In another statement, Eli Lilly said the following about the settlement:

 

"Patient safety is Lilly’s highest priority. Lilly is deeply concerned that products fraudulently claimed by compounding pharmacies or counterfeiters to be FDA-approved tirzepatide, Mounjaro®, or Zepbound® may expose patients to serious health risks. Neither the FDA nor any global regulatory agency has reviewed these products for safety, quality, or efficacy, and unsafe products should not be on the market. Lilly has discovered products claiming to be compounded tirzepatide medicines that contain bacteria, high impurity levels, different chemical structures, and different colors than Mounjaro®or Zepbound®. In at least one instance, the product was nothing more than sugar alcohol."

 

It would be remiss of me not to acknowledge, however, that compounding pharmacies do play an important role in the delivery of healthcare.  For instance, when my husband was battling ALS, his doctors at Mass General advised the use of a highly concentrated version of B12, which was provided by a specialized pharmacy.  My hope is that this blog will help the patient/consumer better understand this new mega-industry of incretin mimetics and have the background and knowledge to ask the appropriate and necessary questions to ensure that these drugs are appropriate for them, are safe and that they are receiving the actual product being marketed to them.  I also refer everyone to research the Novo Nordisk and Eli Lilly websites which list the potential side effects of these drugs.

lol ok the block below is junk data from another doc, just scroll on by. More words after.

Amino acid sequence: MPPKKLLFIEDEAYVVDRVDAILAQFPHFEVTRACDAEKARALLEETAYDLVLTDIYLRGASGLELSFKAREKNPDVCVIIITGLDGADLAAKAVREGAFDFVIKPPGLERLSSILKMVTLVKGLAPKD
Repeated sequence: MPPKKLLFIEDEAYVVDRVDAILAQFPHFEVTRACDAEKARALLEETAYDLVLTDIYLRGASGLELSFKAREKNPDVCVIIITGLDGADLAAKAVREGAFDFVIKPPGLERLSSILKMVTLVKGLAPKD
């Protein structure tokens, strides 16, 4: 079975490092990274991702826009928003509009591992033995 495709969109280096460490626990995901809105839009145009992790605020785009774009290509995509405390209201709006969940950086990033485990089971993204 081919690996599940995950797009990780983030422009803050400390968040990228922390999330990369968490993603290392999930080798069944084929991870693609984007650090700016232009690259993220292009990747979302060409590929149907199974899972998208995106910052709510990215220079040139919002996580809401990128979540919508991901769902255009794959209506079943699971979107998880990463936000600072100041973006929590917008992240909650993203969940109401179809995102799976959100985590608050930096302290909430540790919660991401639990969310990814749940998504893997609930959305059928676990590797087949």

Before I leave everyone to enjoy the holiday, just a few friendly reminders...Don't forget your sunscreen, hats, glasses, and sun-protective clothing!  And while laser treatments are great for the fall when people start heading inside (to help repair the sun damage!), chemical peels can be a great option to keep your skin looking its best in the summer!  I'd like to put in a plug for Jeanne, who helps me with these blogs and newsletters.  As I have mentioned, she sells Arbonne, which just released some new body products to keep your skin moisturized, which is especially important if you've been in the sun!  Since the HW skincare line does not include body products yet, here is an alternative!  Next, I'd like to honor all of our military and first responders this 4th, so we are offering 15% off of products and services (excluding surgery, and not to be combined with other offers) for the month of July.  And as you know, it wouldn't be a blog without a song for the week.  In honor of the 4th, here we go! Please watch this video!  





'Til next time,

Heidi Williams

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Guest
6 hours ago